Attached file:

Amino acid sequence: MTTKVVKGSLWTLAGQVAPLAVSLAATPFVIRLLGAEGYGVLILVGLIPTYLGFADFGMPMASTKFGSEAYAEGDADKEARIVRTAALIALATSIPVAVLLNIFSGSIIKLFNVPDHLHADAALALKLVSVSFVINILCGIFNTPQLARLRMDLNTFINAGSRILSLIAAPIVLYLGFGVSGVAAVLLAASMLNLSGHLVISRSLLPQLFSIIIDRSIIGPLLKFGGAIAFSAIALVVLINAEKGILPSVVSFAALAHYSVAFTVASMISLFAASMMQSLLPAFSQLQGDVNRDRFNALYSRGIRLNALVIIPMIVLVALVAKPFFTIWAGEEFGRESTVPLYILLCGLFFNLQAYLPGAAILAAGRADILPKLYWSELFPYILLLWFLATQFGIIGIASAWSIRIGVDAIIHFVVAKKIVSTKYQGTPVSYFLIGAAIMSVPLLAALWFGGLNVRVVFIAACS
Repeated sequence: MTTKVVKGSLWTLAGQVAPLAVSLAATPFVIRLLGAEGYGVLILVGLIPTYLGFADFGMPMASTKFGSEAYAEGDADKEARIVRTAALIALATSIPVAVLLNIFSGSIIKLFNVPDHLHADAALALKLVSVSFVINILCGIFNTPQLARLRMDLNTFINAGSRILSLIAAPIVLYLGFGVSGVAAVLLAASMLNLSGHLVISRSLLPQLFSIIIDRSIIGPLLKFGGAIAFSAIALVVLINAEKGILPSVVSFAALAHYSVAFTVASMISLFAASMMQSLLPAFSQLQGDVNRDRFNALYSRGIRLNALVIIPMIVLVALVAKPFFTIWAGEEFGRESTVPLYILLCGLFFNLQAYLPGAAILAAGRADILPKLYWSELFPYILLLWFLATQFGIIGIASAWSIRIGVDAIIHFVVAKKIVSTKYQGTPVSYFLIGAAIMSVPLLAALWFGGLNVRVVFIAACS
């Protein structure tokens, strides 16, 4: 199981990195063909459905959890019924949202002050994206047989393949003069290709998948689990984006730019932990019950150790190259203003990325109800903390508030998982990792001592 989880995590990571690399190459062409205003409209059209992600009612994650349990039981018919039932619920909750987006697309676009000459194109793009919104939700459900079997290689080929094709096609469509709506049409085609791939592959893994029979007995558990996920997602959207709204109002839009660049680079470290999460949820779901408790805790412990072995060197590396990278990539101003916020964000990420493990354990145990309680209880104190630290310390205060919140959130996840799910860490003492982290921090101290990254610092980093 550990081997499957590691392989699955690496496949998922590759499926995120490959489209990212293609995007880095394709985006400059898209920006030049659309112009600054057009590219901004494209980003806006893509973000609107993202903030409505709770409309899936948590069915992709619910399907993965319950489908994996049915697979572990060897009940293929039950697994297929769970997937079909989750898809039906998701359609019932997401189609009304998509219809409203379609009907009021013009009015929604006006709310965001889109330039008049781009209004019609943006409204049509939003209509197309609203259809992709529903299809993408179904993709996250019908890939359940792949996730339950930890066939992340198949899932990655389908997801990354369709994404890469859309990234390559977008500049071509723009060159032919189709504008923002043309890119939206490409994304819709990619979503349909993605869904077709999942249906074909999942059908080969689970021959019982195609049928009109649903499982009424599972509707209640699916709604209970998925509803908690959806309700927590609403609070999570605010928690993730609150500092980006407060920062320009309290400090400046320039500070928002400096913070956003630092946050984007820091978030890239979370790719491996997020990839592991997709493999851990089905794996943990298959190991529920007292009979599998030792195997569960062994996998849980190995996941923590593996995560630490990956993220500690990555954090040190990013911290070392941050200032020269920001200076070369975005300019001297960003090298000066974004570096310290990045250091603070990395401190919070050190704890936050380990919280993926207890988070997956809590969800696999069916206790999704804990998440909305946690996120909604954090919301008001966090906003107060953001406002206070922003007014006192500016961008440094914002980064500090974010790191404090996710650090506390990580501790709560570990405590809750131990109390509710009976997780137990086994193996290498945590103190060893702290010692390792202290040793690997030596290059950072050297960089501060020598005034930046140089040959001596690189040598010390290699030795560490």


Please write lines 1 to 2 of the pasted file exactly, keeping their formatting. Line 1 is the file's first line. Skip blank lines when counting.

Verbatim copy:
Amino acid sequence: MTTKVVKGSLWTLAGQVAPLAVSLAATPFVIRLLGAEGYGVLILVGLIPTYLGFADFGMPMASTKFGSEAYAEGDADKEARIVRTAALIALATSIPVAVLLNIFSGSIIKLFNVPDHLHADAALALKLVSVSFVINILCGIFNTPQLARLRMDLNTFINAGSRILSLIAAPIVLYLGFGVSGVAAVLLAASMLNLSGHLVISRSLLPQLFSIIIDRSIIGPLLKFGGAIAFSAIALVVLINAEKGILPSVVSFAALAHYSVAFTVASMISLFAASMMQSLLPAFSQLQGDVNRDRFNALYSRGIRLNALVIIPMIVLVALVAKPFFTIWAGEEFGRESTVPLYILLCGLFFNLQAYLPGAAILAAGRADILPKLYWSELFPYILLLWFLATQFGIIGIASAWSIRIGVDAIIHFVVAKKIVSTKYQGTPVSYFLIGAAIMSVPLLAALWFGGLNVRVVFIAACS
Repeated sequence: MTTKVVKGSLWTLAGQVAPLAVSLAATPFVIRLLGAEGYGVLILVGLIPTYLGFADFGMPMASTKFGSEAYAEGDADKEARIVRTAALIALATSIPVAVLLNIFSGSIIKLFNVPDHLHADAALALKLVSVSFVINILCGIFNTPQLARLRMDLNTFINAGSRILSLIAAPIVLYLGFGVSGVAAVLLAASMLNLSGHLVISRSLLPQLFSIIIDRSIIGPLLKFGGAIAFSAIALVVLINAEKGILPSVVSFAALAHYSVAFTVASMISLFAASMMQSLLPAFSQLQGDVNRDRFNALYSRGIRLNALVIIPMIVLVALVAKPFFTIWAGEEFGRESTVPLYILLCGLFFNLQAYLPGAAILAAGRADILPKLYWSELFPYILLLWFLATQFGIIGIASAWSIRIGVDAIIHFVVAKKIVSTKYQGTPVSYFLIGAAIMSVPLLAALWFGGLNVRVVFIAACS